The White Crow

Rudi is a dancer and he’s pretty good at that ballet. In fact you might have heard of him. Yes, we’re back in biopic territory and ladies and gentlemen, here’s Rudolph Nureyev.

Rudi is born in poverty in a train going through Siberia. Which may account for the amount of time he spends looking for a model of the Trans-Siberian express. Buying train sets is not out of character for a man who spends most of the time in sulky petulance, throwing his toys out of the metaphorical pram.

The film switches regularly and for no apparent reason between three different time periods – Rudi’s early life, his time at ballet school and 1961 when the 23-year old goes with the Kirov ballet to Paris. In some films. swapping between different periods of someone’s life can be illuminating in drawing out specific character traits. In this case, it just makes everything way more confusing than it needs to be.

We see lots of scenes of performances and rehearsals of dancing which might be of interest to ballet connoisseurs, of which I am definitely not one. To me, the dancing was workmanlike and if you’re looking for some pictures of people practising ballet, this may be the film for you. But the dancing is never exciting enough (in contrast to some film over the closing credits of what I presume is the young Nureyev, which is effortless in its elegance).

Since we’re not really convinced of the godlike genius of Nureyev as a dancer, when he strops round Paris in a permanent hissy fit he doesn’t demand our sympathy and you just feel that someone should just give him a good slap and tell him to behave.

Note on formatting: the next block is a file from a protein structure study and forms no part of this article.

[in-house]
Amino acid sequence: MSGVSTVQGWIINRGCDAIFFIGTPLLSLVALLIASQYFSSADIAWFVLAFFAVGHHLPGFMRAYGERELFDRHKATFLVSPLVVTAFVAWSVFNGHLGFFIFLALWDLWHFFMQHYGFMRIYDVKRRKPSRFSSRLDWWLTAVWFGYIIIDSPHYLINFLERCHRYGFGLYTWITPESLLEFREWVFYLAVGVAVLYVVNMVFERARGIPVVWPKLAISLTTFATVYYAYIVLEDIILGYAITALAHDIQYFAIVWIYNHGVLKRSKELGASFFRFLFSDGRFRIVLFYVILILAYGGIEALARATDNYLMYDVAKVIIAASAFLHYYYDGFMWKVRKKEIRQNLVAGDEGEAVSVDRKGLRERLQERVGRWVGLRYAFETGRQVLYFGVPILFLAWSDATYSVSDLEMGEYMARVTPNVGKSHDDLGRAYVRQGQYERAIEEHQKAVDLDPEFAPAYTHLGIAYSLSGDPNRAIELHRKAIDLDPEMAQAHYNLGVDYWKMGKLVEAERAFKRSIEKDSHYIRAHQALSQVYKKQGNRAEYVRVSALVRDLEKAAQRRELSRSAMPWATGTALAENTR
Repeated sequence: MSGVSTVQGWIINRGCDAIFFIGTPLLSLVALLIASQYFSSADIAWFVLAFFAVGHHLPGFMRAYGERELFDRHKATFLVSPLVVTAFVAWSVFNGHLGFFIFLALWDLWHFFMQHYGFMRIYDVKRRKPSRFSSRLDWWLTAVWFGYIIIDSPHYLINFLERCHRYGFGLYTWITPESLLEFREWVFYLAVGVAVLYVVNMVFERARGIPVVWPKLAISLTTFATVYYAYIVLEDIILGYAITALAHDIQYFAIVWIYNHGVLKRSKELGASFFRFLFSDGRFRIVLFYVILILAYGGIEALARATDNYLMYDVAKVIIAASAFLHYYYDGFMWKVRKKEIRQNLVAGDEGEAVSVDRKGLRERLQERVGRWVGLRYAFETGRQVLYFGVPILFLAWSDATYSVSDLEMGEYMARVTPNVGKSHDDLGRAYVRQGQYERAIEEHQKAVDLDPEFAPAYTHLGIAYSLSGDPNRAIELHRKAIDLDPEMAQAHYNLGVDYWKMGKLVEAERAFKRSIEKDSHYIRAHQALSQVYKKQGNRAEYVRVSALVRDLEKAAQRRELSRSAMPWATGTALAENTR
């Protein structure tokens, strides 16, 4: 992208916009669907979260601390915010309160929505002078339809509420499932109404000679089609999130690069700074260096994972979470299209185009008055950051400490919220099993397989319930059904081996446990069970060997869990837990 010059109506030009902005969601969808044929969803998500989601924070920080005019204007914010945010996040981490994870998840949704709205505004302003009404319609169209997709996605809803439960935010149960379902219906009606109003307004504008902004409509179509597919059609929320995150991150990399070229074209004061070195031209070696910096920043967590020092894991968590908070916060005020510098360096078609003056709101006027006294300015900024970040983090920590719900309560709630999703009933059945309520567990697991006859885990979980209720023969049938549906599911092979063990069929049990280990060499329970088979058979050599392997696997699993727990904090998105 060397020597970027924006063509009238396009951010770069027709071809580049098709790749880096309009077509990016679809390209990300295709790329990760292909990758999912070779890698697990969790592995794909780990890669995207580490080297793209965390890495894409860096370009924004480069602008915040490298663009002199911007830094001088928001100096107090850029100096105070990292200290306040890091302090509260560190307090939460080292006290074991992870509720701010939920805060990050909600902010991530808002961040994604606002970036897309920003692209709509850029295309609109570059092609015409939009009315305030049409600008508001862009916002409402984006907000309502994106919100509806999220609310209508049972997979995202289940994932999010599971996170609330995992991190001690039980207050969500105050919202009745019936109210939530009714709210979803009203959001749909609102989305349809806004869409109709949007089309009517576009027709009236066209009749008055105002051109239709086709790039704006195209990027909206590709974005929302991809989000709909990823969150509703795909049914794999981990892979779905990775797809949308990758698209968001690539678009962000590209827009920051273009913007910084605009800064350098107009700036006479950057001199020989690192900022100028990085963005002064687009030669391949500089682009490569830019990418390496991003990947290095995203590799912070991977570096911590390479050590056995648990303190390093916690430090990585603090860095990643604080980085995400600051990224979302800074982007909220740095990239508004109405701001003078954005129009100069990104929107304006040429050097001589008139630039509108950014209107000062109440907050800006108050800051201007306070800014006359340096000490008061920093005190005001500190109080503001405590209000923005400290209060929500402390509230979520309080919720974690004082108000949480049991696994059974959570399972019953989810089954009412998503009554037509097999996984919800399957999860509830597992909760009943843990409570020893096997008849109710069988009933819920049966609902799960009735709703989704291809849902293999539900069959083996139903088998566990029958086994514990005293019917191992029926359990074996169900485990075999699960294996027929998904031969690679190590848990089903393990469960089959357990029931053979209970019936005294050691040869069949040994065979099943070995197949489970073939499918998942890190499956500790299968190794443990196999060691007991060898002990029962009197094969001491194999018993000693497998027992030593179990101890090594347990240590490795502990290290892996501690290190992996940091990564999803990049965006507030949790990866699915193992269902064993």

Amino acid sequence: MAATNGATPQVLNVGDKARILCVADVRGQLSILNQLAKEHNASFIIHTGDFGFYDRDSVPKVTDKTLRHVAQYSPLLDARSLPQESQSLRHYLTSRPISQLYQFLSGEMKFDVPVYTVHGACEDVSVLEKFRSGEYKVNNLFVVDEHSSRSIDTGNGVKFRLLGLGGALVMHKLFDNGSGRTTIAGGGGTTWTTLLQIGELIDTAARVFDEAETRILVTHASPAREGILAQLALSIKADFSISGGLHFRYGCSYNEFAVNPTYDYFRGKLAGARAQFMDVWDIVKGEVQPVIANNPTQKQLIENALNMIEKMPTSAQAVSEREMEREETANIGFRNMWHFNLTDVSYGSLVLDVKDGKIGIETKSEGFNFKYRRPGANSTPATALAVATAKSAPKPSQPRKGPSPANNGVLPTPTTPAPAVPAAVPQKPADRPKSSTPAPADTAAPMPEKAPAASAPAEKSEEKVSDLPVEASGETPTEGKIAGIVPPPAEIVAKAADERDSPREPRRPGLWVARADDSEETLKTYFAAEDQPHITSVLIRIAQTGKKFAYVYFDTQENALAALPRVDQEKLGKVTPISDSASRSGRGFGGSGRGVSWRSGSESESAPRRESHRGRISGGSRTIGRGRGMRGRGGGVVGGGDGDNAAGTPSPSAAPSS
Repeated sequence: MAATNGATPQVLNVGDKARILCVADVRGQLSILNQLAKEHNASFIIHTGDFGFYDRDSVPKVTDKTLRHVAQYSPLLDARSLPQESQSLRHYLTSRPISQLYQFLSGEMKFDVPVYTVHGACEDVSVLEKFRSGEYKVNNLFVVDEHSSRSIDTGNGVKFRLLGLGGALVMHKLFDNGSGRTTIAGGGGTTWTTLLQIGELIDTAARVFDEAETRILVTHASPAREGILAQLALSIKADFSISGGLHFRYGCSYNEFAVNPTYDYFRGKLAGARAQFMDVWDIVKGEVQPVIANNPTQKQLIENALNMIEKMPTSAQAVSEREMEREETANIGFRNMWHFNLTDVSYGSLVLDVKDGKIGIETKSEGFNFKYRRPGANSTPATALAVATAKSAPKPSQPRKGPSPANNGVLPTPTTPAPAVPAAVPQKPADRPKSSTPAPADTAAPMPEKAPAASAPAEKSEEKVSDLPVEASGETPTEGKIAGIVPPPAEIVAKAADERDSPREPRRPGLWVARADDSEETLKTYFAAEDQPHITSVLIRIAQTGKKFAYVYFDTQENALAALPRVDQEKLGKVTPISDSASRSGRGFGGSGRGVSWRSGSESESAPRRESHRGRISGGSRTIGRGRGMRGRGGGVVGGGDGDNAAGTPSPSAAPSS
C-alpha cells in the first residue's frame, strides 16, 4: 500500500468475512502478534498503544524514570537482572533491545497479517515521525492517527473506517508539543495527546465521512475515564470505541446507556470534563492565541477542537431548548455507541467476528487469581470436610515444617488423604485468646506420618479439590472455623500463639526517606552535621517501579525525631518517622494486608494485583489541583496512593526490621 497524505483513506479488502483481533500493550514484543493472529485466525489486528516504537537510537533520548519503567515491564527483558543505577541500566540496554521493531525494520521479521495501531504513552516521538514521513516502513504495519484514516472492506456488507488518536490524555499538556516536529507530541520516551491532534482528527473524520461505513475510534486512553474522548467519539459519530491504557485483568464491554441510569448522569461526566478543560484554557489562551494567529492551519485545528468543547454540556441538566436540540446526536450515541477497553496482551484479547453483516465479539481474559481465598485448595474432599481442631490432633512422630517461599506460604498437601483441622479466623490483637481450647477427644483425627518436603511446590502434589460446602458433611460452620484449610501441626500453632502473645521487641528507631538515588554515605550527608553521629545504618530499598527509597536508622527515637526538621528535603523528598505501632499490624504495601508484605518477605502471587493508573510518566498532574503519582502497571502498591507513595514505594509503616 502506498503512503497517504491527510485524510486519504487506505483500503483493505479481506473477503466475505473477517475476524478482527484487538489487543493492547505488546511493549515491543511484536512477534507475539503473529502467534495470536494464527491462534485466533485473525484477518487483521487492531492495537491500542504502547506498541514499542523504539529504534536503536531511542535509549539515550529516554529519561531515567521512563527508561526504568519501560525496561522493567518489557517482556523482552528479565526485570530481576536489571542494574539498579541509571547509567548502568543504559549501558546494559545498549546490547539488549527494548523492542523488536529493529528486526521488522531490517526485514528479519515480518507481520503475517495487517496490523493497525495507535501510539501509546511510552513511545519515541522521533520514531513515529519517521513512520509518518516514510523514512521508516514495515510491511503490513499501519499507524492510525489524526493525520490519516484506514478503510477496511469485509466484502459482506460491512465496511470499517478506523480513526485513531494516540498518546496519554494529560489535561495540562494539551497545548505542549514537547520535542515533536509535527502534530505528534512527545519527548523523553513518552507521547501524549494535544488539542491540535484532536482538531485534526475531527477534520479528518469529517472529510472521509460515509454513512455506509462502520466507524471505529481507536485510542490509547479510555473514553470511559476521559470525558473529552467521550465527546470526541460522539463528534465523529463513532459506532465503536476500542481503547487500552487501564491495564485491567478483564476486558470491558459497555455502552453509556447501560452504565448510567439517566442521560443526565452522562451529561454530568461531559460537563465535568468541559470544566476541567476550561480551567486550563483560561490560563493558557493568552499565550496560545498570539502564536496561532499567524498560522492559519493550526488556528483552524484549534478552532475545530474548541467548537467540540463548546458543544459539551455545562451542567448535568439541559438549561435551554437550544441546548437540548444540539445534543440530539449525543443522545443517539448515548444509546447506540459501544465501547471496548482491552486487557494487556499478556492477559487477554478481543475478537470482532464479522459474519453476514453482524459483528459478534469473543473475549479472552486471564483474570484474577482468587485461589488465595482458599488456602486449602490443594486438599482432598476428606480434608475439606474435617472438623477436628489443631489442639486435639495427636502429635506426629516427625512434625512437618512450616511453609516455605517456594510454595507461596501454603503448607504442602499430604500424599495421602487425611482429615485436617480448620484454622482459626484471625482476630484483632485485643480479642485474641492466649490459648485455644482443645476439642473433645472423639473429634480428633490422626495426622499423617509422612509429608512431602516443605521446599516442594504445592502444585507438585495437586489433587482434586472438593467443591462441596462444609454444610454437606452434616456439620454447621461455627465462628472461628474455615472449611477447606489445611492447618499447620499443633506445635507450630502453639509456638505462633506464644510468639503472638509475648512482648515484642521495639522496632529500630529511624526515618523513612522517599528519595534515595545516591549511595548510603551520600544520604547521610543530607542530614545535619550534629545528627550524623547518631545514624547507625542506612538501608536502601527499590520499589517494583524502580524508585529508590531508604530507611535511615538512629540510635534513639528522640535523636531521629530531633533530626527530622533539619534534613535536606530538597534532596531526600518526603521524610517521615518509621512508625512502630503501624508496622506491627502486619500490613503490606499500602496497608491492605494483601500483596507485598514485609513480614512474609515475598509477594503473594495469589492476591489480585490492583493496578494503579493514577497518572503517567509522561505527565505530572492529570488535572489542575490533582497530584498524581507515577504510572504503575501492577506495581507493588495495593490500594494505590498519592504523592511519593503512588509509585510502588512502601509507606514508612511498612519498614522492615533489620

It all leads up to a great moment of tension at Paris’s Le Bourget airport. Nureyev has decided to defect, but he is being minded by a pair of burly thugs with Rooshian accents, and he will only be granted asylum if he approaches the French police. It is all quite exciting in the way of 1950s Cold War films (which aren’t made as often as they used to because (a) the format was always fairly conservative and (b) hey, the Cold War ended thirty years ago if you didn’t notice).

Except that my mind kept wandering and saying “this is a biopic of Rudolph Nureyev. You know, the famous ballet dancer who defected?” You can only wonder what’s going to happen so much when you know exactly what’s going to happen.

One extra point: director Ralph Fiennes bravely (and IMHO correctly) has actors using the languages that their characters would use in real life. So Russians speak to each other in Russian, French people converse in French, and that’s perfectly fine. Where its less optimal is where actors (some of whom have been chosen for the part more for their dancing than their acting ability) talk to each other in the second or third language of English. It isn’t helped by the fairly stilted script (what went wrong, David Hare?)

There is no point where you think “this is a bad film”. It is well filmed and most individual scenes are well done, even if they’re not necessarily in the right order. But it starts to drag from quite early on and really doesn’t have to be so long. Its good for a film to be ambitious, but sometimes you need a little more than just that.

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